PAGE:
Jennifer Welch applied to be president and CEO of Planned Parenthood of Illinois before Donald Trump won the presidential election, a victory that has ushered in a new wave of challenges for the organization.
But the turn of events didn't give Welch pause when it came to starting her new job in May. "I never swayed from wanting to return to Planned Parenthood," said Welch, 49, a lifelong Chicago-area resident who is also now head of Planned Parenthood Illinois Action, the organization's advocacy and political arm.
She takes over at a tricky time for Planned Parenthood of Illinois, which has 16 health centers providing reproductive health care services across the state. Congress has already attempted to defund the organization a number of times, and many wonder whether Trump might be able to appoint enough conservative Supreme Court justices to overturn Roe v. Wade, the landmark decision that legalized abortion across the U.S.
This interview has been edited for length and clarity.
Q: Why did you want to lead Planned Parenthood of Illinois?
A: I worked at Planned Parenthood of Illinois 20-something years ago. I interned at Planned Parenthood and then worked as a health care assistant.
In between, I went to law school and ran a domestic violence policy organization here in Chicago for almost 10 years. I've worked for Illinois Attorney General Lisa Madigan, and then I worked for the city of Chicago as well.
My whole history has been working on women's issues and social impact, and that's part of the reason why coming back to Planned Parenthood is such a wonderful opportunity for me. It's a sort of a culmination of my whole career.
Q: Why now, especially given all the debate over Planned Parenthood funding?
A: It's an additional challenge because the administration is targeting Planned Parenthood and our patients who come here, so for me this job is an opportunity to serve the 65,000 patients who come to Planned Parenthood (of Illinois) but also to help protect access for everyone in Illinois.
Q: How do you do that in this climate?
A: Right now Planned Parenthood of Illinois' biggest initiative is HB40, which is a bill that has passed both the House and the Senate and it (removes) a dangerous trigger provision that we have currently in Illinois law. That means that even if Roe v. Wade is overturned by the Supreme Court, abortion would still be safe and legal here in Illinois. It also removes the discriminatory provision that right now in Illinois law blocks people who have state Medicaid or state employee health insurance from using that insurance to get abortion care. We hope the governor keeps his campaign promise to protect reproductive rights and signs that bill.
Q: Gov. Bruce Rauner has said he supports the part of the bill that aims to keep abortion legal in Illinois even if Roe v. Wade is overturned, but he's said he doesn't support the part that would expand taxpayer-funded abortion coverage. How would it affect Planned Parenthood of Illinois if he vetoes all or part of the bill?
A: We hope the governor won't veto the bill at all, but if he does an amendatory veto where he separates the two provisions, I understand from what I have heard, that the sponsor would not accept that, and Planned Parenthood supports (the sponsor). We want access for all women in Illinois. We don't want to leave our patients who are either covered under Illinois Medicaid or covered by state employee health insurance behind.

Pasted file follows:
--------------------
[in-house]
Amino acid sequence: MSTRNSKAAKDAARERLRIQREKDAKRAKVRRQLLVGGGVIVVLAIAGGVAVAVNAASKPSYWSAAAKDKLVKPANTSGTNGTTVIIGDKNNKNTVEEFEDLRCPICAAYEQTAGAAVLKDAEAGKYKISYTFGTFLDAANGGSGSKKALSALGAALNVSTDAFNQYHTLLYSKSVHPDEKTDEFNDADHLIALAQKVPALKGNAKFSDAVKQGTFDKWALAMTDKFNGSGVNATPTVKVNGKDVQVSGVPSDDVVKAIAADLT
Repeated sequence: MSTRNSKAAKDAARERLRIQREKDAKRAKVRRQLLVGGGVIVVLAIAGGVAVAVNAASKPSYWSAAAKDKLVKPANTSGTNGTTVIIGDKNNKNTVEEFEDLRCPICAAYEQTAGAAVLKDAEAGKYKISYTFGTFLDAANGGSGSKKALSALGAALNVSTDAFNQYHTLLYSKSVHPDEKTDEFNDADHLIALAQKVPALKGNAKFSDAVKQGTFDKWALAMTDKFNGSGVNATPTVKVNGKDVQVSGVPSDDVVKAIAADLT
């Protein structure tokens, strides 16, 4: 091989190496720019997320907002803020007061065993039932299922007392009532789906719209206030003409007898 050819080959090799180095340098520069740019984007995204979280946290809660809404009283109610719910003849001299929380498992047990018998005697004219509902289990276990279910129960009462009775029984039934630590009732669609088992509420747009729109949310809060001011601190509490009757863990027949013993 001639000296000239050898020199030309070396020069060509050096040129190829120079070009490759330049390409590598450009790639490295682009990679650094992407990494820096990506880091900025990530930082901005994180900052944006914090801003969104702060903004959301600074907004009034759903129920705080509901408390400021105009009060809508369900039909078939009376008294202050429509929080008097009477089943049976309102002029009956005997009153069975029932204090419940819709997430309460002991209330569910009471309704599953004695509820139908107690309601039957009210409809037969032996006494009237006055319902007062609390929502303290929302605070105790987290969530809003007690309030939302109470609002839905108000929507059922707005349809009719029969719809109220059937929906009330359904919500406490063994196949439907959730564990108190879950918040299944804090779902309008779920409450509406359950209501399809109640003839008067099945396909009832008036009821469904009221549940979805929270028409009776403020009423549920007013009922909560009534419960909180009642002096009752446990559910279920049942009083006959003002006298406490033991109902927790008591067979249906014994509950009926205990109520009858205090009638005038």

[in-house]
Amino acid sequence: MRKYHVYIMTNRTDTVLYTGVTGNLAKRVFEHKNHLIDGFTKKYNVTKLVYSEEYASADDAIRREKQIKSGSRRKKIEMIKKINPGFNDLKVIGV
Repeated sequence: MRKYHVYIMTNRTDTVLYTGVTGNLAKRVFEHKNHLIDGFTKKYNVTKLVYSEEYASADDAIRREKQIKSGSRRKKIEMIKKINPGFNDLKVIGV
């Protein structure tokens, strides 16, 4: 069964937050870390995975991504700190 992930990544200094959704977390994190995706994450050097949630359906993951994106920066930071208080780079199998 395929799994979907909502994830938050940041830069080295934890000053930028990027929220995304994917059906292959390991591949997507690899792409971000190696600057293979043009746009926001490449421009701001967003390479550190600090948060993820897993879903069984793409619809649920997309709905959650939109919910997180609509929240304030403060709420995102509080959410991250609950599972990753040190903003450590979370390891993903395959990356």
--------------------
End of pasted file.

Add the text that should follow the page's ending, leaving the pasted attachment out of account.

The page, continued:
Q: Recent bills to replace the Affordable Care Act would have stopped federal funding for Planned Parenthood for a year. How would that affect Planned Parenthood of Illinois?
A: Planned Parenthood services would remain available, but it would be those most vulnerable patients who wouldn't get the care that they need. It's a long list of health care services that those patients who were under (Medicaid) would not be able to get at Planned Parenthood.
Sometimes people wonder if private donations can make up the difference. There's no question that our supporters have come out like never before. We have many donors and an increase in donors, but private funding can never replace government-subsidized care. It's just not possible. And it's also not appropriate. Politicians don't think any other preventative care should be paid for with private donations.
Our services would remain available, and we would do everything we could to serve as many of our patients as possible, and ultimately if we couldn't serve patients, we would help them find other providers who might. It's really important for politicians to be honest that there aren't other options in many communities.
Q: Some of those who want to pull Planned Parenthood's funding argue that even though the money doesn't directly support abortions, it's fungible. They say any money sent to Planned Parenthood is supporting an organization that performs abortions. How do you respond?
A: Federal funds don't pay for abortion. They haven't in many, many years. But … Planned Parenthood is unapologetic about providing the care that our patients need, so abortion services are part of the comprehensive reproductive health care services that we offer and we're going to continue to do that.
Q: You saw a big increase in demand for birth control shortly after the election. Has that continued?
A: Absolutely. We've seen an increase in all forms of services, including people who are coming to us for those long-acting reversible contraceptives because people want to know that they can have their care taken care of through the duration of this administration.
Q: What do you think is the biggest misconception about Planned Parenthood of Illinois?
A: The biggest misunderstanding is there's a line item in the budget for Planned Parenthood or that the federal government writes us a check. The reality is we are like every other health care provider. We get reimbursed for the care we provide.